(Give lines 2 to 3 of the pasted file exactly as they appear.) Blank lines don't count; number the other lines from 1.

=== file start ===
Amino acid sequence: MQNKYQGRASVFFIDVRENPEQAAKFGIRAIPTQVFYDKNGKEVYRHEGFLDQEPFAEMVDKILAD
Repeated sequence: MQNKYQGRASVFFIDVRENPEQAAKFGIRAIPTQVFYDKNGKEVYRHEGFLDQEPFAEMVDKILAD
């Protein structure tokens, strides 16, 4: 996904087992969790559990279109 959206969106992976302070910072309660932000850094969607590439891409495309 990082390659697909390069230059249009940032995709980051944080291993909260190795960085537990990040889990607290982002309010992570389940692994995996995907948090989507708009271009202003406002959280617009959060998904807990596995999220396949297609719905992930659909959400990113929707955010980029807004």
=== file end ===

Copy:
Repeated sequence: MQNKYQGRASVFFIDVRENPEQAAKFGIRAIPTQVFYDKNGKEVYRHEGFLDQEPFAEMVDKILAD
């Protein structure tokens, strides 16, 4: 996904087992969790559990279109 959206969106992976302070910072309660932000850094969607590439891409495309 990082390659697909390069230059249009940032995709980051944080291993909260190795960085537990990040889990607290982002309010992570389940692994995996995907948090989507708009271009202003406002959280617009959060998904807990596995999220396949297609719905992930659909959400990113929707955010980029807004």